Tampa Mock Vervain
Glandularia tampensis

Family: Verbenaceae (ver-be-NAY-see-ee) (Info)
Genus: Glandularia (glan-doo-LAIR-ee-uh) (Info)
Species: tampensis (tam-PEN-sis) (Info)
Synonym:Verbena tampensis
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Category:

Perennials

Foliage Color:

Unknown - Tell us

Bloom Characteristics:

This plant is attractive to bees, butterflies and/or birds

Water Requirements:

Unknown - Tell us

Where to Grow:

Unknown - Tell us

Height:

12-18 in. (30-45 cm)

Spacing:

18-24 in. (45-60 cm)

Hardiness:

USDA Zone 8a: to -12.2 C (10 F)

USDA Zone 8b: to -9.4 C (15 F)

USDA Zone 9a: to -6.6 C (20 F)

USDA Zone 9b: to -3.8 C (25 F)

Sun Exposure:

Full Sun

Sun to Partial Shade

Light Shade

Danger:

Unknown - Tell us

Bloom Color:

Magenta (Pink-Purple)

Bloom Time:

Blooms all year

Foliage:

Herbaceous

Other details:

This plant may be considered a protected species; check before digging or gathering seeds

Soil pH requirements:

Unknown - Tell us

Patent Information:

Unknown - Tell us

Propagation Methods:

From herbaceous stem cuttings

From seed; direct sow outdoors in fall

Seed Collecting:

N/A: plant does not set seed, flowers are sterile, or plants will not come true from seed

Regional

This plant has been said to grow in the following regions:

Bradenton, Florida

Ellenton, Florida

Gainesville, Florida

Hollywood, Florida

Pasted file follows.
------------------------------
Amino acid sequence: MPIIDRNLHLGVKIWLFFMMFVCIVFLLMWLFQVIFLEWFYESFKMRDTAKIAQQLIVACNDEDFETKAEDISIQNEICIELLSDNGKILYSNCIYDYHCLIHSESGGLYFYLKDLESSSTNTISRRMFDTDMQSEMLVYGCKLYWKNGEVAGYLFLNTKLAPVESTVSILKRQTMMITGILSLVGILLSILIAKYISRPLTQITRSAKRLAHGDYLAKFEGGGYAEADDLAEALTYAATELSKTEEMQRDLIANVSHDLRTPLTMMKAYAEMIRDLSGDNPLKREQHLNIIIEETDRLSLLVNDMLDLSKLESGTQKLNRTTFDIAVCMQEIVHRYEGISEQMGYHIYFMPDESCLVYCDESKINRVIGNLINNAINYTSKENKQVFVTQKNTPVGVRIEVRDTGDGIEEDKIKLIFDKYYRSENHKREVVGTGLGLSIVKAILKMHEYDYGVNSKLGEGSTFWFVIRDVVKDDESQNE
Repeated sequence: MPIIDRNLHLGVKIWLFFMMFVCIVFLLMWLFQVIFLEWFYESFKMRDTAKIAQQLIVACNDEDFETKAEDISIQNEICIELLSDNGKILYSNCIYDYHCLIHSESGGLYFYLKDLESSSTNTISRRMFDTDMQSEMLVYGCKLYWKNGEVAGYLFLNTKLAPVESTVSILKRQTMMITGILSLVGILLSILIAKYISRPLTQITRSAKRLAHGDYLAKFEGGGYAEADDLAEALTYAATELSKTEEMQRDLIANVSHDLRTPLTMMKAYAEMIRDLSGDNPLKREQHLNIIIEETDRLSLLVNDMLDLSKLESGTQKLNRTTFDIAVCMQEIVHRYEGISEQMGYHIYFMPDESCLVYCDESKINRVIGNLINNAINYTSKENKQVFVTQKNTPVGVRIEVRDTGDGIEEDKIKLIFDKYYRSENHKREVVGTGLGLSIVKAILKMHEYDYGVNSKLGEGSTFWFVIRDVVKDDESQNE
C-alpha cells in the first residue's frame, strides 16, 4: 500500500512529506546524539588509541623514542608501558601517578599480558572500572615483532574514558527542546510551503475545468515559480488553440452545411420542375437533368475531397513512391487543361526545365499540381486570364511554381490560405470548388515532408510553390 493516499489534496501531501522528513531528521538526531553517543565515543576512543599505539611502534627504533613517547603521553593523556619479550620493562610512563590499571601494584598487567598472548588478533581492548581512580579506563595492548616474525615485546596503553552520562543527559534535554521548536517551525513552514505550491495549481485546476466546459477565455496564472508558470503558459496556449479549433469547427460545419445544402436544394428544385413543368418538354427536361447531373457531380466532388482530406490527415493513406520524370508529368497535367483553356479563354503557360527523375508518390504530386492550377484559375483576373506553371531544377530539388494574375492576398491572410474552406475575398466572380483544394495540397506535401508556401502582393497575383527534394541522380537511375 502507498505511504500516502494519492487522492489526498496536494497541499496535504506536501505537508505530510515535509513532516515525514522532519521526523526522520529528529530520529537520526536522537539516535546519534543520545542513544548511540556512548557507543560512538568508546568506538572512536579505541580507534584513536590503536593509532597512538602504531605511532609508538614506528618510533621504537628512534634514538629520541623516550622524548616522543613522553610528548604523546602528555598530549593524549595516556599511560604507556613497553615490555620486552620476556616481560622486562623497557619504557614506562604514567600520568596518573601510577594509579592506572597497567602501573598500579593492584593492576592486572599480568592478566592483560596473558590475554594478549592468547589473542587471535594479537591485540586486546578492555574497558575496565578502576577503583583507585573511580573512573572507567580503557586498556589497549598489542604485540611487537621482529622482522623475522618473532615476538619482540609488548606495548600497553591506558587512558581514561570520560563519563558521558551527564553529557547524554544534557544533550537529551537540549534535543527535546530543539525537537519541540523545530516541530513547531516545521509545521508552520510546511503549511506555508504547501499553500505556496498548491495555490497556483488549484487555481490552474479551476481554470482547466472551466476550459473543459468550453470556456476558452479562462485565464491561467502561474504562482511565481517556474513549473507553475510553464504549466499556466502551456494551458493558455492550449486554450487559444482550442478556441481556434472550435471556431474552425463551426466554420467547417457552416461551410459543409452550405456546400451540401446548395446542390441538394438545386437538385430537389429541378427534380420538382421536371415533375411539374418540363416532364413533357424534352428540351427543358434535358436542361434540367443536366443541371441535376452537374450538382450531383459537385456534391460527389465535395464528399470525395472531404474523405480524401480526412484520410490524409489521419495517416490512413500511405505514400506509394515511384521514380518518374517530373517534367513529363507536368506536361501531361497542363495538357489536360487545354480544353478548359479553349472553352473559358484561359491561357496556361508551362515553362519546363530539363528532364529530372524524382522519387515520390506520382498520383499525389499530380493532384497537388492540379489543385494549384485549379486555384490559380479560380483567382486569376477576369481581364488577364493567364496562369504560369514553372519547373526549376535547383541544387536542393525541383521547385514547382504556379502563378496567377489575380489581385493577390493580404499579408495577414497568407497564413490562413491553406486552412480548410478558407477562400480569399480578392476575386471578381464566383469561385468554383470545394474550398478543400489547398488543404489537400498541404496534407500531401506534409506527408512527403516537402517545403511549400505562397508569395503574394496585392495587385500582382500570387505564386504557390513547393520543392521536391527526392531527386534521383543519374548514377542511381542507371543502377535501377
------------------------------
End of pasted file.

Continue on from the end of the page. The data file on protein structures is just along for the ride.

Jacksonville, Florida

Kissimmee, Florida

Largo, Florida

Miami, Florida

Oldsmar, Florida

Palm Coast, Florida

Tampa, Florida

Trenton, Florida

Zephyrhills, Florida

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Gardeners' Notes:

3
positives
0
neutrals
0
negatives
RatingContent
Positive

On Feb 14, 2003, ladybird wrote:

This wonderful wildflower gave me a special Christmas present in 2002. It was originally planted in the spring of 2001 and was rather straggly looking. Within 3 months, it had dried up and died (or so I believed). The bed in which it had been planted was slightly raised, full-sun, and the soil contained added peat moss and compost; I did nothing to the bed for the rest of 2001 and 2002.
I noticed some small green plants emerging from that bed a few months ago. I now have a bed of deep green-leaved Tampa verbena, with multiple straight stems and lovely purple balls of flowers.
Moral of story: "dead " is often a premature description of native plants in Florida.

Positive

On Dec 10, 2002, ButterflyGardnr from Orlando, FL (Zone 9b) wrote:

Very pretty annual for the butterfly garden. Does not get invasive or sprawl over other plants like some plants. I have found that it does not regrow in the site where it was originally installed. It will reseed itself but it typically grows well away (I have found them 50 feet away) from the original site where it was planted.

Positive

On Aug 29, 2002, FL_Gator from Dunnellon, FL (Zone 8b) wrote:

Glandularia tampensis is native to central Florida, especially near Tampa. Due to excessive development, it is classified as endangered. It is sometimes available in Florida garden centers, and makes a good garden plant. It is a good butterfly plant.
This species is a member of the Verbena Family, and has the typical "Verbena look" to the blooms and leaves.